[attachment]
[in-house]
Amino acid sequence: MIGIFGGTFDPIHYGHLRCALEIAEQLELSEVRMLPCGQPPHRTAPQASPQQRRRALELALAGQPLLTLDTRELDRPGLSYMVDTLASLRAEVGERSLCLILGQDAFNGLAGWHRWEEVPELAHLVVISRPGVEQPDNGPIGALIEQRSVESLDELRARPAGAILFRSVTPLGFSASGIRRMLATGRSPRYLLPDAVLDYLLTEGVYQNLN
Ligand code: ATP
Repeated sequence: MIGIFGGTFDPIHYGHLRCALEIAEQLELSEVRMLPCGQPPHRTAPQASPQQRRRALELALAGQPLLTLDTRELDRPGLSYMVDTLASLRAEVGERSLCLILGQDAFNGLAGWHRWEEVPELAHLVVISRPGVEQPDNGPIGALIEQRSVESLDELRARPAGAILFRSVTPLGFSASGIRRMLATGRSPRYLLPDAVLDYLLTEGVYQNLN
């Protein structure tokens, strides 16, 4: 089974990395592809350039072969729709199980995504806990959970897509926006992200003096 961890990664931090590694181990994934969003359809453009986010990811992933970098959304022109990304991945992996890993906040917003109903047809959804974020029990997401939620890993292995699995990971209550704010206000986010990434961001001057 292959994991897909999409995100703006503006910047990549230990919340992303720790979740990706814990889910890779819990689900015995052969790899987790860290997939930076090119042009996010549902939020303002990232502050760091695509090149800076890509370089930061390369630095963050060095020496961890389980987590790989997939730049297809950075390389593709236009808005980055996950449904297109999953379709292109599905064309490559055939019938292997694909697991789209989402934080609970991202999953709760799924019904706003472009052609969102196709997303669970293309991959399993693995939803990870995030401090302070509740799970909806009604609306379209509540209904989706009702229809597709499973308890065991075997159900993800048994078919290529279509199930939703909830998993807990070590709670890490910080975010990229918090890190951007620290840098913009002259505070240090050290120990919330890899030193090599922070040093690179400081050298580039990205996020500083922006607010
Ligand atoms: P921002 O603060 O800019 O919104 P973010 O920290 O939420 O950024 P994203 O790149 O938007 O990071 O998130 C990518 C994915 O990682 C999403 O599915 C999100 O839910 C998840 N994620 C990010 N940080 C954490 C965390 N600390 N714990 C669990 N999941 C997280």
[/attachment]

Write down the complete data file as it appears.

[in-house]
Amino acid sequence: MIGIFGGTFDPIHYGHLRCALEIAEQLELSEVRMLPCGQPPHRTAPQASPQQRRRALELALAGQPLLTLDTRELDRPGLSYMVDTLASLRAEVGERSLCLILGQDAFNGLAGWHRWEEVPELAHLVVISRPGVEQPDNGPIGALIEQRSVESLDELRARPAGAILFRSVTPLGFSASGIRRMLATGRSPRYLLPDAVLDYLLTEGVYQNLN
Ligand code: ATP
Repeated sequence: MIGIFGGTFDPIHYGHLRCALEIAEQLELSEVRMLPCGQPPHRTAPQASPQQRRRALELALAGQPLLTLDTRELDRPGLSYMVDTLASLRAEVGERSLCLILGQDAFNGLAGWHRWEEVPELAHLVVISRPGVEQPDNGPIGALIEQRSVESLDELRARPAGAILFRSVTPLGFSASGIRRMLATGRSPRYLLPDAVLDYLLTEGVYQNLN
């Protein structure tokens, strides 16, 4: 089974990395592809350039072969729709199980995504806990959970897509926006992200003096 961890990664931090590694181990994934969003359809453009986010990811992933970098959304022109990304991945992996890993906040917003109903047809959804974020029990997401939620890993292995699995990971209550704010206000986010990434961001001057 292959994991897909999409995100703006503006910047990549230990919340992303720790979740990706814990889910890779819990689900015995052969790899987790860290997939930076090119042009996010549902939020303002990232502050760091695509090149800076890509370089930061390369630095963050060095020496961890389980987590790989997939730049297809950075390389593709236009808005980055996950449904297109999953379709292109599905064309490559055939019938292997694909697991789209989402934080609970991202999953709760799924019904706003472009052609969102196709997303669970293309991959399993693995939803990870995030401090302070509740799970909806009604609306379209509540209904989706009702229809597709499973308890065991075997159900993800048994078919290529279509199930939703909830998993807990070590709670890490910080975010990229918090890190951007620290840098913009002259505070240090050290120990919330890899030193090599922070040093690179400081050298580039990205996020500083922006607010
Ligand atoms: P921002 O603060 O800019 O919104 P973010 O920290 O939420 O950024 P994203 O790149 O938007 O990071 O998130 C990518 C994915 O990682 C999403 O599915 C999100 O839910 C998840 N994620 C990010 N940080 C954490 C965390 N600390 N714990 C669990 N999941 C997280």